Fortunately, this cacophony of sound was not prevalent during the whole day. An hour or two of landings and then a break. And then another couple of hours… This sounds okay – but let me tell you that the sound of an aeroplane engine is not the most pleasant at all. We were glad when they changed runways on the following day! And then not-so-glad when 07R was back in use on Wednesday morning.

A bit of a shower

We had mentally prepared ourselves for an early(ish) departure towards destinations yet to be determined further south. It was the weekend again, and the locals had descended onto the camp for a good ol’ fiesta. Things were going well, and we were trying to keep up with festivities, even deploying our little Bose speaker to the cause and busting out some moves in our tent.

But then the heavens opened up. And it wasn’t a drizzle! Heavy rain pelted the camp for upwards of a couple of hours. Eventually, we even needed to secure the tent itself – having been blown half-down in the gusty wind. Water-logged sand underfoot and a dreary and damp spotlit darkness did nothing for the mood at three a.m.

Thumbs Up or Down

Normally this would be an easy answer. You get a feel for a place fairly quickly and then it develops, or evolves, into something positive or negative during your stay. As I mentioned earlier I suspect that they suspend flights on the weekend – or use another runway. Therefore, if you focus only on the aeroplane noise (which the campsite is well aware of in taking payment upfront, hehe) then you may be disappointed with your complete experience.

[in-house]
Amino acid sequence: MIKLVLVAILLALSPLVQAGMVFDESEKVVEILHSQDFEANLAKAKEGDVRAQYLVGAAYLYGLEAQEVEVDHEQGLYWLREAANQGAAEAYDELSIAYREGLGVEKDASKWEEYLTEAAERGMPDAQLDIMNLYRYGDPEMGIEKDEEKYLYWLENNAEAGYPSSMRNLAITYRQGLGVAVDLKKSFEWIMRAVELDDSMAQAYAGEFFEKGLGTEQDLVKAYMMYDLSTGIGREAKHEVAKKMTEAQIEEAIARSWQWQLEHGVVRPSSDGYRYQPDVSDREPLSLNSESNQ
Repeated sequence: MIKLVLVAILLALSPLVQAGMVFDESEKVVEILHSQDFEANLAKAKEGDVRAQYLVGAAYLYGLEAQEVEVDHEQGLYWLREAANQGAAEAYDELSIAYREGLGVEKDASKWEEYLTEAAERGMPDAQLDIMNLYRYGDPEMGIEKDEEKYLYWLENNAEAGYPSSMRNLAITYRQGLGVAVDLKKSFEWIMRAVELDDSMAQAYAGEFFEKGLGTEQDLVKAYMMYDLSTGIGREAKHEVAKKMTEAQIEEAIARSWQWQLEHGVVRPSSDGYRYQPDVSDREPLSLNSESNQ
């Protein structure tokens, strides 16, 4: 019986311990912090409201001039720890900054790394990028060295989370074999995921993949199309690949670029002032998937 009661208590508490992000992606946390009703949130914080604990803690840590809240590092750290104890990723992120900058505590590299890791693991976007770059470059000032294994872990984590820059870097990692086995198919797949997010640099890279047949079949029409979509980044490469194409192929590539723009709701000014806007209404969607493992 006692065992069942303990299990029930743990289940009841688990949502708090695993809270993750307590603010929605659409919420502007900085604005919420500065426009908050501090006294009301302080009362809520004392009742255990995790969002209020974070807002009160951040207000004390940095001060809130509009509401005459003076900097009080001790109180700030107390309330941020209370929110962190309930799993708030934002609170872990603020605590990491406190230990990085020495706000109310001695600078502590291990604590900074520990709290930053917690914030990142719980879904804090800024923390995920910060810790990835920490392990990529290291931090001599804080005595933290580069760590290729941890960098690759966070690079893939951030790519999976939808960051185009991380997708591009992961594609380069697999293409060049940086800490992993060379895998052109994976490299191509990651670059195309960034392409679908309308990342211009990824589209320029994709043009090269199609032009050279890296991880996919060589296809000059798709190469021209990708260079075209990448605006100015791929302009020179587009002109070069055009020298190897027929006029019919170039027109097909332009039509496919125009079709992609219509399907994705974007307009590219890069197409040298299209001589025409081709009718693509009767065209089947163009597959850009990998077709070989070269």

What I did enjoy was seeing the local Spanish people hanging out together at their ‘holiday/weekend place’. They are a jolly lot in my opinion, with much laughter to be had and a generally pleasant joie de vivre.

The contrast with the midweek peace when the campsite was a veritable ghost town was quite noticeable. It is a good way to experience both sides – some hustle and bustle and then some chill. The only price you have to pay is trying to be heard over the din of a Rolls Royce engine a couple of hours a day…